As you step through the ancient-looking wooden doors of Caffè Florian, the pleasantly-fast-paced life of daytime Venice is tied to the white-grey walls by the entrance like a trained dog on a leash. Even though this stunning, blue-eyed husky puppy that is the exhilarating and royal atmosphere of Venice awaits your return right outside the door, its comforting and friendly presence is carried inside with the live classical music gently gliding in through the gold-framed windows. As the scores on papers turn into a feast in attentive ears, biblical and medieval portraits on the three walls are transformed into a living audience to accompany you even when there is nobody else but you inside the artists’ church in Venice.
The faces on the walls are subtly reflected on the marble tables with a little help from the chandelier-like wall lights resembling a herd of five-headed dragons. These glass lamps almost defy the sunlight entering through the wide windows that cover nearly the entire front side of the café in all its six rooms in the lower-front section. Even though Florian offers an outside seating area right in the heart of Piazza San Marco, overlooking great structures such as Basilica San Marco and Palazzo Ducale, our imagined dragon lights, provide enough lighting in the window side of the café. Towards the back of the room stand two other lamps in two corners, which I’d like to perceive as the tamers of the dragons lighting up the front side. Unlike their subjects, though, these humanoid dragon tamers only carry one whip of light each. Thanks to their struggle to keep their subjects in line with their bright whips, the portraits and landscapes in the corners also join in the festival of reflections on marble tables and shiny glasses with Caffè Florian’s name and sigil placed with gold-colored engravings on them.
As I take up my pen, which I’ve proudly named Éowyn, and lay her ink on my paper, I cannot help but feel the everlasting presence of all the authors, artists, poets, and philosophers who must have sat at the same table that I am sitting at, writing down thoughts that I didn’t know existed before I started writing and listening to the symphony of chatters and Bach and Beethoven that slither in from Piazza San Marco. This presence is perhaps hidden inside the golden lines running up and down the walls or behind the portrait of a man who might have been a mediocre lord some centuries ago. I couldn’t point out to you where all these long-gone artists and writers whisper to me from as I jot down a few lines by Lord Byron on my new notepad, but I can assure you that if you pay a visit to Florian with the hope of finding nameless creators of art from the last three centuries, they will come out of their refuges and immunize you against the false distractions of the outside world, allowing you to become more than who you believe you are, and create more than what you think is possible.
Some of us are not so keen to befriend people of the past through drawings, poems, music or even simply mutual values of art and creation. One quick glance at the interior design of Florian will reassure you that the minds behind Florian’s birth have considered that possibility, and altered the average café interior to accommodate their less romantic guests. Although you can absolutely separate yourself from the rest of the café by occupying a single table with comfy chairs, the more common and preferred seating option is the strip of red couches that encircle every one of the six rooms on the lower-front side. My only personal recommendation regarding a visit to Caffè Florian would be to take advantage of this particular seating option in one of the outer rooms if you would imagine the lobby as the centre of the lower café. The continuous and vibrant redness of the couches connect all the different individuals and groups of people inside the room. The energy is indisputably present and the shared vividness of the color red around the strangers in the room encourage them to transform their coincidental meeting at a Venetian café into an accidental friendship, as I have experienced during my relatively short visit to Florian with a lovely lady and her eighteen-year-old son.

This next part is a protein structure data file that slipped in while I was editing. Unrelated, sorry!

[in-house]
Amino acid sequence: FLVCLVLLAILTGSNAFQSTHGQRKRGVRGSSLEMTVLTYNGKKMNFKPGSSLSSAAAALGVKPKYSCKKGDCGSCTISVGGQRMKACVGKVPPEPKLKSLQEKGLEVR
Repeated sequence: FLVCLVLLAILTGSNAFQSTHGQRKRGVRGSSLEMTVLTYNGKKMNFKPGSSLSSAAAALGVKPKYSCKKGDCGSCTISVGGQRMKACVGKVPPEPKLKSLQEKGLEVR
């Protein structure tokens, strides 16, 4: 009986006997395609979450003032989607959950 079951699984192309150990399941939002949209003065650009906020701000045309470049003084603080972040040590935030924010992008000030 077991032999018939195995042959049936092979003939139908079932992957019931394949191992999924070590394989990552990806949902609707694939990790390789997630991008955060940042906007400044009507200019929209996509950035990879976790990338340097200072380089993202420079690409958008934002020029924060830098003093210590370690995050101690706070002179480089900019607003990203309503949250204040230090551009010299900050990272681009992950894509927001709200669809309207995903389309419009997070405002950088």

Beware; this is not a cheap place, but what you pay for is not the food or the drinks or the live classical music (even though they charge you for the music with the first order). Was my €12.50 worth the coffee and the music? No. Was it worth the experience? Absolutely. I did not know if I would love, or even enjoy Caffè Florian, but I chose to spend my daily budget of time and money on it all the same. And Caffè Florian did not disappoint. In the two hours that I spent there, it gave me a glimpse of a different kind of history of Venice that I could not have found in books. And above all, it gave me a reason to risk wasting my resources away in pursuit of the possibility of a unique experience that no single cup of coffee or a well-designed café could offer without a well-written and well-preserved history. From now on, I will be looking for look-alikes of Caffè Florian in the cities I travel to, and constantly remind myself that what a café has to offer has not much to do with how elegant it looks, but everything to do with whose faces I see and whose voices I hear under its graceful decorations.
Take Care, and Treat Coffee like a Friend.
Alp E. Türkol